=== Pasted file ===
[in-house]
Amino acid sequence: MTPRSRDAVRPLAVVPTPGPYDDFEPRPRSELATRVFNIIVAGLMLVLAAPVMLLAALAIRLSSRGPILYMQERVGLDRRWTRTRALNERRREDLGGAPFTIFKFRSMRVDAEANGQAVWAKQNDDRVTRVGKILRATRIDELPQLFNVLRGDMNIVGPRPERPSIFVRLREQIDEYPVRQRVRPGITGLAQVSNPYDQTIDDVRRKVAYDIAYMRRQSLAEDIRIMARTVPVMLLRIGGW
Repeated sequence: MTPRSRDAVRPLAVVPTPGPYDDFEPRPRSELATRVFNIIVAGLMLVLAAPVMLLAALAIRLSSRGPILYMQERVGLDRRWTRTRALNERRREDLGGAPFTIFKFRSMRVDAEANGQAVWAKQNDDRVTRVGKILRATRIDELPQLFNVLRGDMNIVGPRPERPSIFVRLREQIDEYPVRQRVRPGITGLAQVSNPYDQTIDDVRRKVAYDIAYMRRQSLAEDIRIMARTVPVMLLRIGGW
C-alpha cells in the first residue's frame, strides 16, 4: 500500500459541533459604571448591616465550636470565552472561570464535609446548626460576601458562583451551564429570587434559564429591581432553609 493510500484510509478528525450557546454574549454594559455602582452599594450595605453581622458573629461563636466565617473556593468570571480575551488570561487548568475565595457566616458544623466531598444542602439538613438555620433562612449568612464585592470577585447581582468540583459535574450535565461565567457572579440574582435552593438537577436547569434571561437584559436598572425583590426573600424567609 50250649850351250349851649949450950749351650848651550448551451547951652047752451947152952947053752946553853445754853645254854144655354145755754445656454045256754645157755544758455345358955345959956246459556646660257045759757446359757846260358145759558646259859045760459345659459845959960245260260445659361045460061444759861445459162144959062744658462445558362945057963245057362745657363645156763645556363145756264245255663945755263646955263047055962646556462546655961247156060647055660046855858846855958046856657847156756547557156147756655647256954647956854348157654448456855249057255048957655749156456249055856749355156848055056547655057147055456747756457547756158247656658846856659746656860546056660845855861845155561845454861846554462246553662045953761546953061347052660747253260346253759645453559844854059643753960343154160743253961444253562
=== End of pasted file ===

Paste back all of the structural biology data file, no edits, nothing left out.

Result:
[in-house]
Amino acid sequence: MTPRSRDAVRPLAVVPTPGPYDDFEPRPRSELATRVFNIIVAGLMLVLAAPVMLLAALAIRLSSRGPILYMQERVGLDRRWTRTRALNERRREDLGGAPFTIFKFRSMRVDAEANGQAVWAKQNDDRVTRVGKILRATRIDELPQLFNVLRGDMNIVGPRPERPSIFVRLREQIDEYPVRQRVRPGITGLAQVSNPYDQTIDDVRRKVAYDIAYMRRQSLAEDIRIMARTVPVMLLRIGGW
Repeated sequence: MTPRSRDAVRPLAVVPTPGPYDDFEPRPRSELATRVFNIIVAGLMLVLAAPVMLLAALAIRLSSRGPILYMQERVGLDRRWTRTRALNERRREDLGGAPFTIFKFRSMRVDAEANGQAVWAKQNDDRVTRVGKILRATRIDELPQLFNVLRGDMNIVGPRPERPSIFVRLREQIDEYPVRQRVRPGITGLAQVSNPYDQTIDDVRRKVAYDIAYMRRQSLAEDIRIMARTVPVMLLRIGGW
C-alpha cells in the first residue's frame, strides 16, 4: 500500500459541533459604571448591616465550636470565552472561570464535609446548626460576601458562583451551564429570587434559564429591581432553609 493510500484510509478528525450557546454574549454594559455602582452599594450595605453581622458573629461563636466565617473556593468570571480575551488570561487548568475565595457566616458544623466531598444542602439538613438555620433562612449568612464585592470577585447581582468540583459535574450535565461565567457572579440574582435552593438537577436547569434571561437584559436598572425583590426573600424567609 50250649850351250349851649949450950749351650848651550448551451547951652047752451947152952947053752946553853445754853645254854144655354145755754445656454045256754645157755544758455345358955345959956246459556646660257045759757446359757846260358145759558646259859045760459345659459845959960245260260445659361045460061444759861445459162144959062744658462445558362945057963245057362745657363645156763645556363145756264245255663945755263646955263047055962646556462546655961247156060647055660046855858846855958046856657847156756547557156147756655647256954647956854348157654448456855249057255048957655749156456249055856749355156848055056547655057147055456747756457547756158247656658846856659746656860546056660845855861845155561845454861846554462246553662045953761546953061347052660747253260346253759645453559844854059643753960343154160743253961444253562